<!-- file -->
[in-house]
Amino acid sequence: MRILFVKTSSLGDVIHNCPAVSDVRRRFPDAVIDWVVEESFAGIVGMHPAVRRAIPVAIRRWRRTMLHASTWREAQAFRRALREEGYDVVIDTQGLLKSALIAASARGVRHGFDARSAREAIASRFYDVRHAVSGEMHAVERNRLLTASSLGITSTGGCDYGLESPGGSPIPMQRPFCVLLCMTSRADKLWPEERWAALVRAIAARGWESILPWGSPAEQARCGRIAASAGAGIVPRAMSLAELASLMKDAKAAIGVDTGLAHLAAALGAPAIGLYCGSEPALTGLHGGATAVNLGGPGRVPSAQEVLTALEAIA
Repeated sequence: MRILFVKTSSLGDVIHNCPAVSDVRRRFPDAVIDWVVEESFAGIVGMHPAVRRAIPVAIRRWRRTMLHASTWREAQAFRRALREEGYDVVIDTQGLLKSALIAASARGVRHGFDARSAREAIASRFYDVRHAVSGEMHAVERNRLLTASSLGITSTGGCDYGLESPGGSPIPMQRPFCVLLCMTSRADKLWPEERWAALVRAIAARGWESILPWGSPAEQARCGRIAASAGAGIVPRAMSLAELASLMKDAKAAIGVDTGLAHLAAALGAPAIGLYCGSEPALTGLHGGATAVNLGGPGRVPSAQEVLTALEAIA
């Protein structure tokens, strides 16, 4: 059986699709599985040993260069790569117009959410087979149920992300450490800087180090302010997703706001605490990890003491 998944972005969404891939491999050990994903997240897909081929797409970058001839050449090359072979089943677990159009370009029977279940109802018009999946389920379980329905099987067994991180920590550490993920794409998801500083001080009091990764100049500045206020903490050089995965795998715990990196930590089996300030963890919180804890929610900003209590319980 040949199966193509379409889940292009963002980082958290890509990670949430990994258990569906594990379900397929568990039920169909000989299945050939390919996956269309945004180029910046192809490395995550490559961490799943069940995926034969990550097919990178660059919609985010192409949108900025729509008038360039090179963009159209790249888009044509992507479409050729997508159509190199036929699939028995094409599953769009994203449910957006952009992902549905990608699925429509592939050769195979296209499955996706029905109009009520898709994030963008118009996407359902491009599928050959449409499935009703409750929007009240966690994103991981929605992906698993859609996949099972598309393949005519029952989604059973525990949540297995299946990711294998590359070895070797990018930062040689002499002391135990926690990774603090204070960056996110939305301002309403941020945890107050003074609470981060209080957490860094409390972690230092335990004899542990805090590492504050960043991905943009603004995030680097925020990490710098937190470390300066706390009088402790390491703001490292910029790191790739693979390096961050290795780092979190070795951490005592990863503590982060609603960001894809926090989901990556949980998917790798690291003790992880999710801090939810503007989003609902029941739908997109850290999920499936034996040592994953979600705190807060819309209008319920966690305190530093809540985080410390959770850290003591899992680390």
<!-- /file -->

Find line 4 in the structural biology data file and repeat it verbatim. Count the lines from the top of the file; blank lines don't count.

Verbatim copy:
């Protein structure tokens, strides 16, 4: 059986699709599985040993260069790569117009959410087979149920992300450490800087180090302010997703706001605490990890003491 998944972005969404891939491999050990994903997240897909081929797409970058001839050449090359072979089943677990159009370009029977279940109802018009999946389920379980329905099987067994991180920590550490993920794409998801500083001080009091990764100049500045206020903490050089995965795998715990990196930590089996300030963890919180804890929610900003209590319980 040949199966193509379409889940292009963002980082958290890509990670949430990994258990569906594990379900397929568990039920169909000989299945050939390919996956269309945004180029910046192809490395995550490559961490799943069940995926034969990550097919990178660059919609985010192409949108900025729509008038360039090179963009159209790249888009044509992507479409050729997508159509190199036929699939028995094409599953769009994203449910957006952009992902549905990608699925429509592939050769195979296209499955996706029905109009009520898709994030963008118009996407359902491009599928050959449409499935009703409750929007009240966690994103991981929605992906698993859609996949099972598309393949005519029952989604059973525990949540297995299946990711294998590359070895070797990018930062040689002499002391135990926690990774603090204070960056996110939305301002309403941020945890107050003074609470981060209080957490860094409390972690230092335990004899542990805090590492504050960043991905943009603004995030680097925020990490710098937190470390300066706390009088402790390491703001490292910029790191790739693979390096961050290795780092979190070795951490005592990863503590982060609603960001894809926090989901990556949980998917790798690291003790992880999710801090939810503007989003609902029941739908997109850290999920499936034996040592994953979600705190807060819309209008319920966690305190530093809540985080410390959770850290003591899992680390």